“I’ve found who I am, and now I’m me and it’s amazing,” is an army veteran’s reaction after receiving help from a supported housing service as he urges others to do the same.
Trauma can come in many forms and manifest over time. For Mark Dunn the death of his grandparents who raised him and a relationship breakdown was the defining moment for him when his life came tumbling down.
Today, commemorating Armed Forces Day, he shares his experience of hitting rock bottom and provides an insight into getting the help he received to turn his life around.
Mark joined the Army aged 16, serving in the 2nd Battalion Yorkshire Regiment and doing many tours of duty around the world until he left in 2011.
“I served as Corporal and being in the Army was a great way to see the world and some amazing places such as the Amazon jungle in Belize, Kenya and Canada. I served in conflicts including Bosnia and Herrick in Afghanistan a few times. Being in the military was like one big happy family and we all looked after each other”, recalls Mark.
The 34-year-old moved back to Middlesbrough where he was raised, and settled back to civilian life working as an engineer on construction sites for a few years and then as a HGV driver.
But in 2018 his world came crashing down when his grandparents who had raised him passed away. This had a huge impact and Mark struggled to cope with his loss.
He added: “My nan and grandpa held everything in my life together, but it all fell apart when they died and I wanted to end it all. I was in hospital for a few days and it was there that I was diagnosed with PTSD, but I had to go back to work to earn a living so I put it to one side.
“Then the relationship breakdown happened a year later and I tried to commit suicide again. I was in a mental health hospital for two months then I was referred to Hardwick House by social workers.”
Hardwick House in Middlesbrough is run by housing association Riverside. The supported accommodation has 20 self-contained apartments for ex-service personnel who are homeless or at risk of sleeping rough.
“When I first came to Hardwick House I was really quiet and stayed in my room – I was a hermit and completely different person to what I am now,” reflects Mark.
“Then my support workers John and Kerry slowly helped me build my life back together again. They sorted out my disability payments along getting the help I needed. Their door was always open and I built a really good relationship with them. I now call them my mum and dad.
“I went in with the mind set to get the help I needed and get out of Hardwick House. They helped me out so much and I wouldn’t be where I am now if it wasn’t for them. They pushed me when I needed it and adapted to me really well.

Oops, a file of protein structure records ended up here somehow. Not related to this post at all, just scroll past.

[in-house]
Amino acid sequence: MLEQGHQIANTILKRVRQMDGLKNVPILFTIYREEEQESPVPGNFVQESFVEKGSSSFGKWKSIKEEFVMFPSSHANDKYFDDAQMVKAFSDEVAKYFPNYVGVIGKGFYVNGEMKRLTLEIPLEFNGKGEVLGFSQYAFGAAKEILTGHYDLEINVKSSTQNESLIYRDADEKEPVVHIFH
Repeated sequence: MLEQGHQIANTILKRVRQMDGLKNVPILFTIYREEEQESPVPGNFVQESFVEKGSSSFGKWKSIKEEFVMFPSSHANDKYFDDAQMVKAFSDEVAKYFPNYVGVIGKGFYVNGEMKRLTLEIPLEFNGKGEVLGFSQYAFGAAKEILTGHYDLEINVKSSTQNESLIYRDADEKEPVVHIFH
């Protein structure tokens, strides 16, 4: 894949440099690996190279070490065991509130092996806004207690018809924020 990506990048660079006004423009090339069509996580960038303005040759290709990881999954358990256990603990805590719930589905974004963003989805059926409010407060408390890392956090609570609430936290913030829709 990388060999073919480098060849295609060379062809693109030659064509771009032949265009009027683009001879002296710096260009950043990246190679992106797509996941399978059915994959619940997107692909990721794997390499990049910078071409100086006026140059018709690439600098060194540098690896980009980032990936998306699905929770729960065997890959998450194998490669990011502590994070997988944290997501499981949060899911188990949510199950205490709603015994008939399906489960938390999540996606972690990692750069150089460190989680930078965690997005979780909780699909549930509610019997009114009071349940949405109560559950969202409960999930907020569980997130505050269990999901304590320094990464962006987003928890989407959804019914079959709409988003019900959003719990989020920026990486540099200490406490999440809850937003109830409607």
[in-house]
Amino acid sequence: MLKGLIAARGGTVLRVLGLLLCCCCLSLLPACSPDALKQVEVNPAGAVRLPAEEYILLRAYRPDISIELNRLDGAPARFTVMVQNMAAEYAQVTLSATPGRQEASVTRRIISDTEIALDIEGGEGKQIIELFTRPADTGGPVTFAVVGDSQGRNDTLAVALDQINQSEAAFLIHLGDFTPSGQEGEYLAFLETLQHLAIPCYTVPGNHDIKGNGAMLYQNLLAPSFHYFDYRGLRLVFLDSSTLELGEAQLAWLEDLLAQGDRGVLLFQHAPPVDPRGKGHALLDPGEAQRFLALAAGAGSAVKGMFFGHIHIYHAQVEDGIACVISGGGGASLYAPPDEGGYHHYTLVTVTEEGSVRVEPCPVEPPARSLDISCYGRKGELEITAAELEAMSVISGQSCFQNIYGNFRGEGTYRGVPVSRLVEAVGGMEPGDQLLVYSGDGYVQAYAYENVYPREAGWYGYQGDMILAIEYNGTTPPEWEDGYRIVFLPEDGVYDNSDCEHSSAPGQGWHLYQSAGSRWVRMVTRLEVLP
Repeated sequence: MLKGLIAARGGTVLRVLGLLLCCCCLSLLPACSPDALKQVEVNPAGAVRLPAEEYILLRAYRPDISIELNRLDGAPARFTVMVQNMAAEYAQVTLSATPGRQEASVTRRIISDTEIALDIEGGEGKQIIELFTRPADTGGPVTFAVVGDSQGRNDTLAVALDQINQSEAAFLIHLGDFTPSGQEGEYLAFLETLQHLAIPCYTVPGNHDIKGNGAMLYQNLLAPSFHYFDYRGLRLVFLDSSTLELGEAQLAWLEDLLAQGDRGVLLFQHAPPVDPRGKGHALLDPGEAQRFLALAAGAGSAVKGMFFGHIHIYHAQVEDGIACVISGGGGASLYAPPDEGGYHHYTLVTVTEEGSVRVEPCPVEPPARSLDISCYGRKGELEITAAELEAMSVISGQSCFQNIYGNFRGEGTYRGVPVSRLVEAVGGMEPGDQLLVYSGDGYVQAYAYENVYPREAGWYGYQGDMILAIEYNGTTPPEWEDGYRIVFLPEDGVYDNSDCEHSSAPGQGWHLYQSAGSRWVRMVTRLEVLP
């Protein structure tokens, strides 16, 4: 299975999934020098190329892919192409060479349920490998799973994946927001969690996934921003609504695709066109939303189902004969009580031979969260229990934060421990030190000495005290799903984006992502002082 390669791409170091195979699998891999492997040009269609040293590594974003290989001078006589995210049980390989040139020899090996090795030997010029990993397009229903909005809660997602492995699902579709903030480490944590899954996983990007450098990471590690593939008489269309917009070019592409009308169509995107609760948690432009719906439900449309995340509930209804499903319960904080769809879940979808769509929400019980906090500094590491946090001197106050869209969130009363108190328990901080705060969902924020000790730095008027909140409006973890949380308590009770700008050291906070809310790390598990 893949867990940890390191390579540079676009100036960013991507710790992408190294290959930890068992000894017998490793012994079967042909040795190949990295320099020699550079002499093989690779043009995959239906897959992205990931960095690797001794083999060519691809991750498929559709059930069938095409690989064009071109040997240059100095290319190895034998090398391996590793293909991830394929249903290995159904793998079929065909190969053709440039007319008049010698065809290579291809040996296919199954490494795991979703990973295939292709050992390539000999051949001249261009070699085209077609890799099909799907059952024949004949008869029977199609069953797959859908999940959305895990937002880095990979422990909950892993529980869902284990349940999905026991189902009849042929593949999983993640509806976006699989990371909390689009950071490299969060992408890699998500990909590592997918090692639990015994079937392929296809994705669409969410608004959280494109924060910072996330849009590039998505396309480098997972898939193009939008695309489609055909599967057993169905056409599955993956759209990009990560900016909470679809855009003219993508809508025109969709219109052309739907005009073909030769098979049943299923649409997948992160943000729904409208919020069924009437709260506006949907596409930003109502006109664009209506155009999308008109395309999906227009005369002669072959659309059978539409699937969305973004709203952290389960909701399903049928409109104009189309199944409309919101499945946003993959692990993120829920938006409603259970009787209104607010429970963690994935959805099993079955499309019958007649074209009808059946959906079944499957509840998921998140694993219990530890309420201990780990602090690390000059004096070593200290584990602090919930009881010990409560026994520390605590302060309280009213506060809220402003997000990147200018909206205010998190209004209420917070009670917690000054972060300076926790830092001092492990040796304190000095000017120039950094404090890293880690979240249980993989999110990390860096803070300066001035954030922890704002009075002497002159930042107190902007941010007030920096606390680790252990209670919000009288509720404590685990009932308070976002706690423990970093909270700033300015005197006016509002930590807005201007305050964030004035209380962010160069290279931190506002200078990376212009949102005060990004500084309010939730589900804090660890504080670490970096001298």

“I had anxiety, paranoia and suffered panic attacks and nightmares but they made sure I kept my medical appointment to get the help required, and kept in touch with me by phone during lockdown.
“I kept myself busy by learning to play the guitar, meditating and I started volunteering with a local charity walking dogs for elderly people who can’t do it themselves.”
This ignited Mark’s love of animals and spurred him on to get a pet of his own as well as an opportunity to move into his own home. With John’s help Mark found a place nearby and he moved into his house in February – closely followed by his best friend Tilly the whippet.
He added: “It’s amazing and I’ve settled in well and now I have Tilly too. It’s wonderful to be able to call this my own home.
“I now have the self-confidence to explore new things – Hardwick House helped me achieve that. I’m looking to set up a dog walking business which has given me a purpose and aspire to. My condition is managed now, but I know I can pick up the phone to John and Kerry and have a chat.”
During Mark’s time at Hardwick House he received help and support from John Glendenning and Kerry Sedgewick.
John Glendenning, Riverside’s support worker at Hardwick House, said: “Mark was in a bad place when he came here. He was so nervous and wouldn’t communicate with anyone. We slowly overcame those barriers and he started engaging with us. It’s been such a pleasure working with him.
“The dog walking has had a positive impact on Mark, it has been really good for him and he has blossomed since. He is passionate and would like to help others going through tough times, and who better than someone who has been there.”
Mark is now looking to the future with the aim of volunteering at Riverside’s supported services alongside his dog walking business.
Reflecting on how far he has come in the past few years, Mark continued: “I would say to anyone who feels there’s no way out to seek help. There is help out there – I hit rock bottom to find it. I thought mental health was a big stigma but I talked to a doctor and friends who helped me overcome that and accept the help I needed.
“I got to a point that I just broke down – I’d lost everything; my home and loved ones. I had nothing except for the clothes on my back. None of this would have been achieved and having my own home today if it wasn’t for Hardwick House. I found who I am, and now I’m me and it’s amazing. I appreciate life now.”
If you know a military veteran who is homeless or at risk of homelessness then Hardwick House can help by emailing [email protected] or call 0151 295 6701. Alternatively contact SPACES, our housing advice and placement service for veterans, details can be found here https://www.riverside.org.uk/care-and-support/veterans/spaces/.